As a state, we've been faced with some incredibly difficult choices as we contemplate how to balance our budget during the worst economic downturn since the Great Depression. But for me, protecting education has always remained a priority.
The state budget package that passed out of the Legislature last week makes clear that even during this fiscal crisis, Arizona remains committed to protecting our schools, universities and ensuring the public safety of our citizens.
There's no doubt about it, this budget includes some tough decisions. The final package - the result of negotiations between the House, Senate and governor - has more than $1 billion in cuts. Overall, our budget took a 12 percent spending cut.
I am under no illusions. These are difficult cuts that will impact real people. These are painful decisions that can't be taken lightly. I, for one, would have preferred spending more on education; not less.
That's why I drew a line in the sand with the help of some of my colleagues - vocally fighting to protect education, universities and public safety as much as we possibly could without having to raise taxes on Arizona families and further crippling the economy.
By doing this we were successful in protecting nearly $70 million in school funds that the Senate-approved budget would have otherwise axed. Likewise, we protected $37 million for our university system.
While I certainly would like to have seen our schools and universities avoid any cuts, the math didn't add up. So, with the help of sales tax revenue from Proposition 100, which voters approved last May, we held the line on an overall reduction to K-12 education at 3.6 percent.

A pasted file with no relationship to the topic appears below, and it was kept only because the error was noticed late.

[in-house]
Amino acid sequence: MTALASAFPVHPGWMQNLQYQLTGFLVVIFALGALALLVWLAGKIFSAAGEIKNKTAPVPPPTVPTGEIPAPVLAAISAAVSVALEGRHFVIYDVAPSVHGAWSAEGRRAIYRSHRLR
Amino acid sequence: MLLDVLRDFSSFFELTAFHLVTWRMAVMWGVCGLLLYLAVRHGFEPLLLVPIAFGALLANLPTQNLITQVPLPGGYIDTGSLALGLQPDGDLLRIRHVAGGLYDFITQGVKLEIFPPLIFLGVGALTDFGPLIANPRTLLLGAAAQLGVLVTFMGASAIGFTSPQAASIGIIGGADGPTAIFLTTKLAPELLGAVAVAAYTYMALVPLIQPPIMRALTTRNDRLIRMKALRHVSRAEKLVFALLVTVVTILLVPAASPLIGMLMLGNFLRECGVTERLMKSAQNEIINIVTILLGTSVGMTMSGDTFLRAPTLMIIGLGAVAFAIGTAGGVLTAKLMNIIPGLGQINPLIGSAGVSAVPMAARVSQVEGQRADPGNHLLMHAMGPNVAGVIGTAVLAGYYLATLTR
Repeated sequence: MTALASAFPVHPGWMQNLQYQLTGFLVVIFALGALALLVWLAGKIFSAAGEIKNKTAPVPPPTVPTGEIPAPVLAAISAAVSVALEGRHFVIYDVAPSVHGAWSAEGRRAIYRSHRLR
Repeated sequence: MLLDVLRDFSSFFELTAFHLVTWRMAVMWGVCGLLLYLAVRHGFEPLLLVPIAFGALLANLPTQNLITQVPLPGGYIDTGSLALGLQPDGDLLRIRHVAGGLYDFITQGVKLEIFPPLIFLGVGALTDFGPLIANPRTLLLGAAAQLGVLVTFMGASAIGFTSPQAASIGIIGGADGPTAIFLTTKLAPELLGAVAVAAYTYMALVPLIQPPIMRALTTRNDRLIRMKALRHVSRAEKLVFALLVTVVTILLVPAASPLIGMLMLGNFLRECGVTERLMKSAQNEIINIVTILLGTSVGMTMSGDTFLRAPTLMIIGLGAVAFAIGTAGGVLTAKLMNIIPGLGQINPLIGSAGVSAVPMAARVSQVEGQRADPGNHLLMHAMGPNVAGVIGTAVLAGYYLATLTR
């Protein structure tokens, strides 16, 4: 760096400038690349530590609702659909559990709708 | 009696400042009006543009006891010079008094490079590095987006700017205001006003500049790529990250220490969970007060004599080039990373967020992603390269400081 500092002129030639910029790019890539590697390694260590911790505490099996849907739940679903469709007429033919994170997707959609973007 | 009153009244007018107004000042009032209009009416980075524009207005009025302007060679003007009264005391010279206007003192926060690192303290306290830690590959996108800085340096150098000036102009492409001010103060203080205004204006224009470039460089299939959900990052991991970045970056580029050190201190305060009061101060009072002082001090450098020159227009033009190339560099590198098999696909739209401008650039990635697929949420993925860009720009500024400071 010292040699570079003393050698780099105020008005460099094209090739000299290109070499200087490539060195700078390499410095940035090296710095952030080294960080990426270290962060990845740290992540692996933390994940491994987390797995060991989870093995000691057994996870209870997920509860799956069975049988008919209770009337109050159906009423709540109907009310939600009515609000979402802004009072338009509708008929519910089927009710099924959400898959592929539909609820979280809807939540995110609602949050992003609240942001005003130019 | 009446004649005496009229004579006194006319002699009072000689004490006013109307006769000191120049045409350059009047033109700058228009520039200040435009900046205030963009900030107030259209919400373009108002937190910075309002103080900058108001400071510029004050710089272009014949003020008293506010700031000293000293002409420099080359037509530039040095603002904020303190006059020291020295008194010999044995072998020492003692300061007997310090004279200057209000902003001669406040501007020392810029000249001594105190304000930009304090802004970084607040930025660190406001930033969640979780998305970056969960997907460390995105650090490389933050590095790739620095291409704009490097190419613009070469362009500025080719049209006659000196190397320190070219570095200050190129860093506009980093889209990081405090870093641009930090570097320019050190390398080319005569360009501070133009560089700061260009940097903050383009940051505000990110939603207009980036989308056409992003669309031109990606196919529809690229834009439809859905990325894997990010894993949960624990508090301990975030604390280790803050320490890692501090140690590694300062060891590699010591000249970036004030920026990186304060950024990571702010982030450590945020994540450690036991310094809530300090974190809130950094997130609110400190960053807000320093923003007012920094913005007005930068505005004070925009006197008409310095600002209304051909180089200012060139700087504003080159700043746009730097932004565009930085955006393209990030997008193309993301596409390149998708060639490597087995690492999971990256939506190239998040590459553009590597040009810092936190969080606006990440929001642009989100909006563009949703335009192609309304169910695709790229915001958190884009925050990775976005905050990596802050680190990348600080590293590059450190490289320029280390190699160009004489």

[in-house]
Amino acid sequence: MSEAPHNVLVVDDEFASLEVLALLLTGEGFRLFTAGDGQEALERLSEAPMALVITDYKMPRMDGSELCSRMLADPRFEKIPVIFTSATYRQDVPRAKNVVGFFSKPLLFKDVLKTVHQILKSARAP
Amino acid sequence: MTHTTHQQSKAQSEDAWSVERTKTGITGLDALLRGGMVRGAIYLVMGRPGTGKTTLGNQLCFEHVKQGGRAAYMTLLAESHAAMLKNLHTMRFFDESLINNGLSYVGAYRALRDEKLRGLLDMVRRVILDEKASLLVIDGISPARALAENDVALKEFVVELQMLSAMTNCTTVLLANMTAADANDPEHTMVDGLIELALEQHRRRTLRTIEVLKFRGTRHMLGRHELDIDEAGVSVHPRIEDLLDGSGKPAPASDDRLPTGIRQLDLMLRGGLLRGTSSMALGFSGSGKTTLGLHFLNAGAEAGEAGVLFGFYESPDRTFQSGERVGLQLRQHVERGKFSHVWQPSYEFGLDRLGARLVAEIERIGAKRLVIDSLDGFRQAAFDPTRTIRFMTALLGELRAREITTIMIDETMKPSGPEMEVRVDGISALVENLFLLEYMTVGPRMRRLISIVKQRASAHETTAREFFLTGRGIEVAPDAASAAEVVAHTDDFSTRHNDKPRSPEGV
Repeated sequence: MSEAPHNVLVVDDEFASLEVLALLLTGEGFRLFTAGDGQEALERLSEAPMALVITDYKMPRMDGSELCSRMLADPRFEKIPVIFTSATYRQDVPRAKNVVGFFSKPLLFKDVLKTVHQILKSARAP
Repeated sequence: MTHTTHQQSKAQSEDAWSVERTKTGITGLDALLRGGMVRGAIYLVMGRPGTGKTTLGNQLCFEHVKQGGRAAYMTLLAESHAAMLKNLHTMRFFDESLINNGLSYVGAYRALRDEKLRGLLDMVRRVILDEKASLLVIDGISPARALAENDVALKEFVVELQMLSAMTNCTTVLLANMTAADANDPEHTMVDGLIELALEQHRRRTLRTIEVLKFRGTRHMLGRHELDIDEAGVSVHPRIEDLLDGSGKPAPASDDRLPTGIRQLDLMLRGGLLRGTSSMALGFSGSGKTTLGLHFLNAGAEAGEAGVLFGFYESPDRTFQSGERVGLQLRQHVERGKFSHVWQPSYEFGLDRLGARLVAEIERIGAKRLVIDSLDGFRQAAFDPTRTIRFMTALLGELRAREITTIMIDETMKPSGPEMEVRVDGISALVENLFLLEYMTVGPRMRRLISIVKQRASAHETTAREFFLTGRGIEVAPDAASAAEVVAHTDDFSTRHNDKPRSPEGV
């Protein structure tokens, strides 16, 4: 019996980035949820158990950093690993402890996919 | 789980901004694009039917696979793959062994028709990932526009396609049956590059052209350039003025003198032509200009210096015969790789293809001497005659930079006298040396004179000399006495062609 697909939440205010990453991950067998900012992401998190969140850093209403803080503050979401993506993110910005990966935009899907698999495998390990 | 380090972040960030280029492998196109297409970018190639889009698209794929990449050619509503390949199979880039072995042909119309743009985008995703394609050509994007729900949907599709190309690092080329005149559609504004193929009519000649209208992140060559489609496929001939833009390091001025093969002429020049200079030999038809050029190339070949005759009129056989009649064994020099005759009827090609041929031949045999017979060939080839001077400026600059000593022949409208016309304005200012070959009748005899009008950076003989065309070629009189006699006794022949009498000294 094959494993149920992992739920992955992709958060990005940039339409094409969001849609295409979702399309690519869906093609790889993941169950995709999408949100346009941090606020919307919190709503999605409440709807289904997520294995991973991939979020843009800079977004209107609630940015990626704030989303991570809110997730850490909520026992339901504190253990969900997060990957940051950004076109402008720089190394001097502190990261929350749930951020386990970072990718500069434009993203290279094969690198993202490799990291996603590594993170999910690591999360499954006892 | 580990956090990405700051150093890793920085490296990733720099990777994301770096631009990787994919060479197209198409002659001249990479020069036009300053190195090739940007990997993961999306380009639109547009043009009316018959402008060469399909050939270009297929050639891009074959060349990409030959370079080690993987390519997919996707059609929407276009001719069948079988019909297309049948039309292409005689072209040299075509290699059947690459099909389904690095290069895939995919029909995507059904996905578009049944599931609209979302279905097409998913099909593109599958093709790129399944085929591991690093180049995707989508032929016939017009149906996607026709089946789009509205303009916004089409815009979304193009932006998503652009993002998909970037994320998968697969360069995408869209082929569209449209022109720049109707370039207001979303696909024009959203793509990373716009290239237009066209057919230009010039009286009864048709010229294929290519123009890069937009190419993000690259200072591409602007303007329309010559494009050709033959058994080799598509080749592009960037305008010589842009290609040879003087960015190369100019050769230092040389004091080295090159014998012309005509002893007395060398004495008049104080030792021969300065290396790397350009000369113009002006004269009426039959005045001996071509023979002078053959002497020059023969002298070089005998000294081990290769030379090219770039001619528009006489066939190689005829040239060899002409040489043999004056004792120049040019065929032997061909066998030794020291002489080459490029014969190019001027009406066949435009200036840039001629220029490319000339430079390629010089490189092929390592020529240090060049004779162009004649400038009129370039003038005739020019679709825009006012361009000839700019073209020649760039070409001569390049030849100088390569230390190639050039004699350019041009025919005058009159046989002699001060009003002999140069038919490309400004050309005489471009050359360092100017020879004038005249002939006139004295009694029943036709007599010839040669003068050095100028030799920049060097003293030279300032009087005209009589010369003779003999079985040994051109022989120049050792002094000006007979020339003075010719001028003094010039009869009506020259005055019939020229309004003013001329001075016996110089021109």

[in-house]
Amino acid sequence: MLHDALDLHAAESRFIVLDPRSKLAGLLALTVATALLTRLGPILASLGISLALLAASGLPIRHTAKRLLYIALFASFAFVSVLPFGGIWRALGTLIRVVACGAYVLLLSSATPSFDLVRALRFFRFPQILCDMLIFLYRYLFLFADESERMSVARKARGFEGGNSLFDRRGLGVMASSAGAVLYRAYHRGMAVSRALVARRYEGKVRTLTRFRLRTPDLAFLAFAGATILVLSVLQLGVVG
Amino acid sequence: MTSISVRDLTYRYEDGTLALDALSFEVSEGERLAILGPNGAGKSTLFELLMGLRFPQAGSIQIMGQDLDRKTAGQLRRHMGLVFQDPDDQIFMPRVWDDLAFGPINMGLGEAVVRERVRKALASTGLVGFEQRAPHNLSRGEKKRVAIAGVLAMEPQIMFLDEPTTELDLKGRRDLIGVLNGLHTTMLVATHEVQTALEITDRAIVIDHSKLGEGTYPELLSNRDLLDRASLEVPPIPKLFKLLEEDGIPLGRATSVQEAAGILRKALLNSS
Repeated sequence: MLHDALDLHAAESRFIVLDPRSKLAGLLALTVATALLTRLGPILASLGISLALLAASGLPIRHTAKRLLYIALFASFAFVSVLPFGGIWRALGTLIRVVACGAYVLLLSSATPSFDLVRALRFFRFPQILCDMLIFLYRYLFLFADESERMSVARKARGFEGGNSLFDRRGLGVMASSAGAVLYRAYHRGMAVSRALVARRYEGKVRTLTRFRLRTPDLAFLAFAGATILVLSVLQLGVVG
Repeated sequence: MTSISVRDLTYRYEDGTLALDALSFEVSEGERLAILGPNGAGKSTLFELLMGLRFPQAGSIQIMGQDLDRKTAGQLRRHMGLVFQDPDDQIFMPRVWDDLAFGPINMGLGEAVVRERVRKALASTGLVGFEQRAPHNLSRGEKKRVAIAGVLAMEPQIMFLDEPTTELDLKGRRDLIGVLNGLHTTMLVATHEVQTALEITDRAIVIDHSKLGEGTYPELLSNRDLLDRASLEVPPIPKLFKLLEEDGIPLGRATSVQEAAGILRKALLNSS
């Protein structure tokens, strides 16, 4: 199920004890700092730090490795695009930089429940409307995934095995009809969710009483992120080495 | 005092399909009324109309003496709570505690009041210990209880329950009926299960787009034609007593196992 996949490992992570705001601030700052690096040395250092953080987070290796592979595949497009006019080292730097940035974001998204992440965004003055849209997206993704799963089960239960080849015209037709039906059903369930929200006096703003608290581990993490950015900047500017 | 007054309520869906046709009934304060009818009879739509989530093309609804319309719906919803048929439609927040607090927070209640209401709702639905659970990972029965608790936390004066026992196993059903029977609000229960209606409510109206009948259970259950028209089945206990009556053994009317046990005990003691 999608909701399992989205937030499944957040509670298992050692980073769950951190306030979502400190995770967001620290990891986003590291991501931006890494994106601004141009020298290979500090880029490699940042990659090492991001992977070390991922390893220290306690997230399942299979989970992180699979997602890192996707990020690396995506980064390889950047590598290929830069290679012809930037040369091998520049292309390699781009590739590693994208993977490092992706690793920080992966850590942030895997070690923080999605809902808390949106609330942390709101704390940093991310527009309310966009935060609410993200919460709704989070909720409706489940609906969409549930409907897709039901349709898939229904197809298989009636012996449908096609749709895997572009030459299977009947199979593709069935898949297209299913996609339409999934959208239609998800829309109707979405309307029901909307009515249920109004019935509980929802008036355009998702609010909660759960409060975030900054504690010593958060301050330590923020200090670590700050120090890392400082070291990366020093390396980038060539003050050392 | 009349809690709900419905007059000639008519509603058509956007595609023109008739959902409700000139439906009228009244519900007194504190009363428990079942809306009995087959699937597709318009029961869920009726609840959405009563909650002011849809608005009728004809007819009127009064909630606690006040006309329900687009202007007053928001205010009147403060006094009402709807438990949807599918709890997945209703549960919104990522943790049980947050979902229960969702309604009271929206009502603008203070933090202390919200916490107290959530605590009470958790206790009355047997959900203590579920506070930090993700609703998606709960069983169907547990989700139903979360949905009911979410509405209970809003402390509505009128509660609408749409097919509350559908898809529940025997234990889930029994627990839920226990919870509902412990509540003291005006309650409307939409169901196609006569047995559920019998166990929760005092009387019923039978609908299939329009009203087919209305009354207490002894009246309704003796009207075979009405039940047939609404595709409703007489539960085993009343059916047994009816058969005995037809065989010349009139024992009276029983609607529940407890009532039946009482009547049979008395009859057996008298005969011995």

This is important because in order for us to turn our economy around we must have a qualified and educated workforce. That starts in our public schools and our universities. I'm committed to keeping them first-rate.
For that reason, the Legislature and Gov. Jan Brewer also instituted other reforms in this budget. For example, we've directed the Arizona Board of Regents to put together a proposal on a student-based funding model for the universities. The goal is to create a more equitable funding structure that recognized performance-based outcomes.
What is particularly responsible about this budget, however, is that it structurally balances our budget for the first time in at least five years. And it does so without relying on any new gimmicks. We've instituted long-term spending reforms that will make government more responsible and accountable to all of us. My hope is that keeps us from getting into this mess again.
Moreover, by making these significant reductions now we're putting the state on a path towards greater stability. That means that next year and the year after we are likely to experience more manageable deficits, keeping schools, universities and public safety off the chopping block as much as possible.
By balancing the state checkbook and reducing the size of government today, we've moved one giant step closer to creating jobs and rebuilding our economy down the line. Until we reach that day, I'll keep fighting for the good schools and services that make this community and this state a great place for all of us to live.
• State Rep. Bob Robson (R-Chandler) represents District 20, which includes AhwatukeeFoothills. Reach him at (602) 926-5549.